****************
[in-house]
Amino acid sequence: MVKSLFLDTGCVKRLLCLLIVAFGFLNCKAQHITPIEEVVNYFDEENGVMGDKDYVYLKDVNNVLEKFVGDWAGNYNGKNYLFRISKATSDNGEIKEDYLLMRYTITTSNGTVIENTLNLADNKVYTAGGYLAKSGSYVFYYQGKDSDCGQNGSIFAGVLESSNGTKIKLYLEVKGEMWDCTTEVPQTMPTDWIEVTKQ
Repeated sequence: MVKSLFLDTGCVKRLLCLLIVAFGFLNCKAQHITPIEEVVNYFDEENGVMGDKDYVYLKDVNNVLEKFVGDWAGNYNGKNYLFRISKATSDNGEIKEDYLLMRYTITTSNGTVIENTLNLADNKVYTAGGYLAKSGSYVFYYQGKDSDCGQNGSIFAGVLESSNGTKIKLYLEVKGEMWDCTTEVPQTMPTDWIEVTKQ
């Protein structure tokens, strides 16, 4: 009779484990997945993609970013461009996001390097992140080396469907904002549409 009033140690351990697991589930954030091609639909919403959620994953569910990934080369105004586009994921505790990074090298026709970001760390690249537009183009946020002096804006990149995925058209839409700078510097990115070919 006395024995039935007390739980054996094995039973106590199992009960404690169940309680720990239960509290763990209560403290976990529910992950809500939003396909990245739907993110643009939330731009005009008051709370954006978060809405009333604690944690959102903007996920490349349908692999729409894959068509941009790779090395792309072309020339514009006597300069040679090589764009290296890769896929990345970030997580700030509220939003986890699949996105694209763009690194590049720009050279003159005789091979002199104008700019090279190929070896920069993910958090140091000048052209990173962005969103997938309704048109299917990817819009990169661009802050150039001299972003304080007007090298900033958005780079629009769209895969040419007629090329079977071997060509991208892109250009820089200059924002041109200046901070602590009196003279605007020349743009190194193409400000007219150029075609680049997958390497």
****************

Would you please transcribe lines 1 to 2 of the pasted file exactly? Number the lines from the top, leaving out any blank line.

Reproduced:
[in-house]
Amino acid sequence: MVKSLFLDTGCVKRLLCLLIVAFGFLNCKAQHITPIEEVVNYFDEENGVMGDKDYVYLKDVNNVLEKFVGDWAGNYNGKNYLFRISKATSDNGEIKEDYLLMRYTITTSNGTVIENTLNLADNKVYTAGGYLAKSGSYVFYYQGKDSDCGQNGSIFAGVLESSNGTKIKLYLEVKGEMWDCTTEVPQTMPTDWIEVTKQ